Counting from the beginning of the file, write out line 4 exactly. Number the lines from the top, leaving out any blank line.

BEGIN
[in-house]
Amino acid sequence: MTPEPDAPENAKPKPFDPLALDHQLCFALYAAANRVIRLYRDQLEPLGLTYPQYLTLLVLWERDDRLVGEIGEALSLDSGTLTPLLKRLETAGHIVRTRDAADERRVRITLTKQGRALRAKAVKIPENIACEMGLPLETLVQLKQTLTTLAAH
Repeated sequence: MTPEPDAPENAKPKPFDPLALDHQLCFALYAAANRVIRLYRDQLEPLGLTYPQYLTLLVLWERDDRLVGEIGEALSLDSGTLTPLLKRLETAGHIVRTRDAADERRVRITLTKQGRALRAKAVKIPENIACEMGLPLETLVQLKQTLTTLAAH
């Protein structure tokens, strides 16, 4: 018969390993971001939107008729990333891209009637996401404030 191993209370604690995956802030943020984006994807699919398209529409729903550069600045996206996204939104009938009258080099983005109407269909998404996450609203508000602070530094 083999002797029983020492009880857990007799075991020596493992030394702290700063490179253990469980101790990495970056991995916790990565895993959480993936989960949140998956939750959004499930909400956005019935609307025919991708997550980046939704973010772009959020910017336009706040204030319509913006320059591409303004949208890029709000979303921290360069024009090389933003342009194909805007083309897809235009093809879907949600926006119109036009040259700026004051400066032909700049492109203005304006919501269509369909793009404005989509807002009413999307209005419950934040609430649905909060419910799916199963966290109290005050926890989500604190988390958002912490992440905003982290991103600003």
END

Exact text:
């Protein structure tokens, strides 16, 4: 018969390993971001939107008729990333891209009637996401404030 191993209370604690995956802030943020984006994807699919398209529409729903550069600045996206996204939104009938009258080099983005109407269909998404996450609203508000602070530094 083999002797029983020492009880857990007799075991020596493992030394702290700063490179253990469980101790990495970056991995916790990565895993959480993936989960949140998956939750959004499930909400956005019935609307025919991708997550980046939704973010772009959020910017336009706040204030319509913006320059591409303004949208890029709000979303921290360069024009090389933003342009194909805007083309897809235009093809879907949600926006119109036009040259700026004051400066032909700049492109203005304006919501269509369909793009404005989509807002009413999307209005419950934040609430649905909060419910799916199963966290109290005050926890989500604190988390958002912490992440905003982290991103600003």